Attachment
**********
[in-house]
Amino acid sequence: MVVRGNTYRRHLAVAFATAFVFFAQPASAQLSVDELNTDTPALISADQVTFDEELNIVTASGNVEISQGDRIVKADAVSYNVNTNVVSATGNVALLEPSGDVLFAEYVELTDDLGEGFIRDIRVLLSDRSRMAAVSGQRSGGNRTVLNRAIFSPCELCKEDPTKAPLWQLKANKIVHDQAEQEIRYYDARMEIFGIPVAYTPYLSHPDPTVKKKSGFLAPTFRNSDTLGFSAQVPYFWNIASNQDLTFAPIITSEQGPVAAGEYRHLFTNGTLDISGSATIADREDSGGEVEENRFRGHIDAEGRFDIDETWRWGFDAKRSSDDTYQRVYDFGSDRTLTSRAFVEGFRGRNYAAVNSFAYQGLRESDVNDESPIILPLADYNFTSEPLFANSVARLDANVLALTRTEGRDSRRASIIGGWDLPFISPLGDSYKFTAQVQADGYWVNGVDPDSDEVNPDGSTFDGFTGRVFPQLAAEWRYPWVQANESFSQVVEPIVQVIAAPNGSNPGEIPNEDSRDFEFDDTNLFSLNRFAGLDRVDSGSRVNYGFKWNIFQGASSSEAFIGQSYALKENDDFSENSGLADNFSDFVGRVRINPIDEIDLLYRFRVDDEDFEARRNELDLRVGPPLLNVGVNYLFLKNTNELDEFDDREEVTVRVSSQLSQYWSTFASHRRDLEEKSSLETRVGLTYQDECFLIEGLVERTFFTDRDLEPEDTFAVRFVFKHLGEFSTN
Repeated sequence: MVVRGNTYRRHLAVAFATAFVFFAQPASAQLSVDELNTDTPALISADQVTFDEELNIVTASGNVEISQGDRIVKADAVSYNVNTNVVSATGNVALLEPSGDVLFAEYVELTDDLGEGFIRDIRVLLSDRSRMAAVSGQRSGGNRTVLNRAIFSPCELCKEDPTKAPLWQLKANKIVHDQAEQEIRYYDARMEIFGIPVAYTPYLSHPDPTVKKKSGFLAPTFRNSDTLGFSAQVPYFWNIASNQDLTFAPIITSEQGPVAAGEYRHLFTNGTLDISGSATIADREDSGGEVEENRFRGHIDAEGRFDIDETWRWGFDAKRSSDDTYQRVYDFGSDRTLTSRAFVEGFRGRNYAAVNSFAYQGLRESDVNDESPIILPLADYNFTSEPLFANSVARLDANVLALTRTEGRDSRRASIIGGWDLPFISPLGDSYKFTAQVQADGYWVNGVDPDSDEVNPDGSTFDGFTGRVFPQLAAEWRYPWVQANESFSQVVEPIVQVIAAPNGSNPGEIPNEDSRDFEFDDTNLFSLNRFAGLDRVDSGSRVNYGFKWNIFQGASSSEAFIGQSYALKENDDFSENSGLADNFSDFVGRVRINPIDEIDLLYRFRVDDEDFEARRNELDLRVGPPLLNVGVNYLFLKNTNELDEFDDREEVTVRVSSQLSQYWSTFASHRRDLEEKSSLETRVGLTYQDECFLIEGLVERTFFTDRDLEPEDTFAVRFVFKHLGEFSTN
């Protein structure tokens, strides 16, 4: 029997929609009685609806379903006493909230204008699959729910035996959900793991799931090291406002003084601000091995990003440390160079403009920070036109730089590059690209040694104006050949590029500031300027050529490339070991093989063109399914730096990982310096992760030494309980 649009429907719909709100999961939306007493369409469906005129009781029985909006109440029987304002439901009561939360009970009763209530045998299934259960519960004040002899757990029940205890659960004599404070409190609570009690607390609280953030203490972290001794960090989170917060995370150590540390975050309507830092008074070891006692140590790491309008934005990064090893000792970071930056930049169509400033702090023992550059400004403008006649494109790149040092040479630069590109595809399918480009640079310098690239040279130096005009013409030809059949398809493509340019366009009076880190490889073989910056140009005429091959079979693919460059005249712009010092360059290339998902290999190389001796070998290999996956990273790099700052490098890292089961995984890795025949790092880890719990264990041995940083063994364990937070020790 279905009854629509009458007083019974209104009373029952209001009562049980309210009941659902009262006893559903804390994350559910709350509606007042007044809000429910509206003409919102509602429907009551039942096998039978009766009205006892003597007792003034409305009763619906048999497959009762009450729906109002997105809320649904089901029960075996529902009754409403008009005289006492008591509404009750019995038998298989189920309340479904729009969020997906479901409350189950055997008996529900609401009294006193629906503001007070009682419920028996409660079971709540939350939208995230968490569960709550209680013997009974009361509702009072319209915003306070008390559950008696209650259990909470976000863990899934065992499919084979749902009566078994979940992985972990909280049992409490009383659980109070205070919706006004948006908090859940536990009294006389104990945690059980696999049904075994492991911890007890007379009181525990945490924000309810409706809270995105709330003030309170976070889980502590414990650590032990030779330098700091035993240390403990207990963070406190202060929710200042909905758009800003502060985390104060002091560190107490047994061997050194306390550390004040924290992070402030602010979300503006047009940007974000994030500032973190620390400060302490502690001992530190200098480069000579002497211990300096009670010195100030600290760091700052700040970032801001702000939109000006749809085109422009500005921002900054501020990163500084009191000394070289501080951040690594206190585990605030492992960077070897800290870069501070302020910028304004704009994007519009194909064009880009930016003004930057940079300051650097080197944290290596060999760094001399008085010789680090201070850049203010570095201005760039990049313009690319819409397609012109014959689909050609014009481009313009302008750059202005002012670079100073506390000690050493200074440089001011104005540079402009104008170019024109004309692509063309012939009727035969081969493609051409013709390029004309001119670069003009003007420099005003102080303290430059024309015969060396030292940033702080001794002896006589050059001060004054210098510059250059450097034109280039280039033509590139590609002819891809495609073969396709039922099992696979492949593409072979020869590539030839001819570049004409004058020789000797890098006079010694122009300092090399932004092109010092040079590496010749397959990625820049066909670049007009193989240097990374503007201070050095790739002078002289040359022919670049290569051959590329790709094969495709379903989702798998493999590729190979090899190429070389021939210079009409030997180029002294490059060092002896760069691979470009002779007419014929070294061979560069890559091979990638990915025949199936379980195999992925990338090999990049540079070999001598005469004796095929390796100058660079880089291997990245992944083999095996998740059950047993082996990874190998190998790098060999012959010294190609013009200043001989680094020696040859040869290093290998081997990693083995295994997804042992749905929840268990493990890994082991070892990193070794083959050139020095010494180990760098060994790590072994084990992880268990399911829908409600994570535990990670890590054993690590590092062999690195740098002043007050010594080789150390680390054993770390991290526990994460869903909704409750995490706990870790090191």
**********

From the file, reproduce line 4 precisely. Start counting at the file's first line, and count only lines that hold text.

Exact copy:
């Protein structure tokens, strides 16, 4: 029997929609009685609806379903006493909230204008699959729910035996959900793991799931090291406002003084601000091995990003440390160079403009920070036109730089590059690209040694104006050949590029500031300027050529490339070991093989063109399914730096990982310096992760030494309980 649009429907719909709100999961939306007493369409469906005129009781029985909006109440029987304002439901009561939360009970009763209530045998299934259960519960004040002899757990029940205890659960004599404070409190609570009690607390609280953030203490972290001794960090989170917060995370150590540390975050309507830092008074070891006692140590790491309008934005990064090893000792970071930056930049169509400033702090023992550059400004403008006649494109790149040092040479630069590109595809399918480009640079310098690239040279130096005009013409030809059949398809493509340019366009009076880190490889073989910056140009005429091959079979693919460059005249712009010092360059290339998902290999190389001796070998290999996956990273790099700052490098890292089961995984890795025949790092880890719990264990041995940083063994364990937070020790 279905009854629509009458007083019974209104009373029952209001009562049980309210009941659902009262006893559903804390994350559910709350509606007042007044809000429910509206003409919102509602429907009551039942096998039978009766009205006892003597007792003034409305009763619906048999497959009762009450729906109002997105809320649904089901029960075996529902009754409403008009005289006492008591509404009750019995038998298989189920309340479904729009969020997906479901409350189950055997008996529900609401009294006193629906503001007070009682419920028996409660079971709540939350939208995230968490569960709550209680013997009974009361509702009072319209915003306070008390559950008696209650259990909470976000863990899934065992499919084979749902009566078994979940992985972990909280049992409490009383659980109070205070919706006004948006908090859940536990009294006389104990945690059980696999049904075994492991911890007890007379009181525990945490924000309810409706809270995105709330003030309170976070889980502590414990650590032990030779330098700091035993240390403990207990963070406190202060929710200042909905758009800003502060985390104060002091560190107490047994061997050194306390550390004040924290992070402030602010979300503006047009940007974000994030500032973190620390400060302490502690001992530190200098480069000579002497211990300096009670010195100030600290760091700052700040970032801001702000939109000006749809085109422009500005921002900054501020990163500084009191000394070289501080951040690594206190585990605030492992960077070897800290870069501070302020910028304004704009994007519009194909064009880009930016003004930057940079300051650097080197944290290596060999760094001399008085010789680090201070850049203010570095201005760039990049313009690319819409397609012109014959689909050609014009481009313009302008750059202005002012670079100073506390000690050493200074440089001011104005540079402009104008170019024109004309692509063309012939009727035969081969493609051409013709390029004309001119670069003009003007420099005003102080303290430059024309015969060396030292940033702080001794002896006589050059001060004054210098510059250059450097034109280039280039033509590139590609002819891809495609073969396709039922099992696979492949593409072979020869590539030839001819570049004409004058020789000797890098006079010694122009300092090399932004092109010092040079590496010749397959990625820049066909670049007009193989240097990374503007201070050095790739002078002289040359022919670049290569051959590329790709094969495709379903989702798998493999590729190979090899190429070389021939210079009409030997180029002294490059060092002896760069691979470009002779007419014929070294061979560069890559091979990638990915025949199936379980195999992925990338090999990049540079070999001598005469004796095929390796100058660079880089291997990245992944083999095996998740059950047993082996990874190998190998790098060999012959010294190609013009200043001989680094020696040859040869290093290998081997990693083995295994997804042992749905929840268990493990890994082991070892990193070794083959050139020095010494180990760098060994790590072994084990992880268990399911829908409600994570535990990670890590054993690590590092062999690195740098002043007050010594080789150390680390054993770390991290526990994460869903909704409750995490706990870790090191």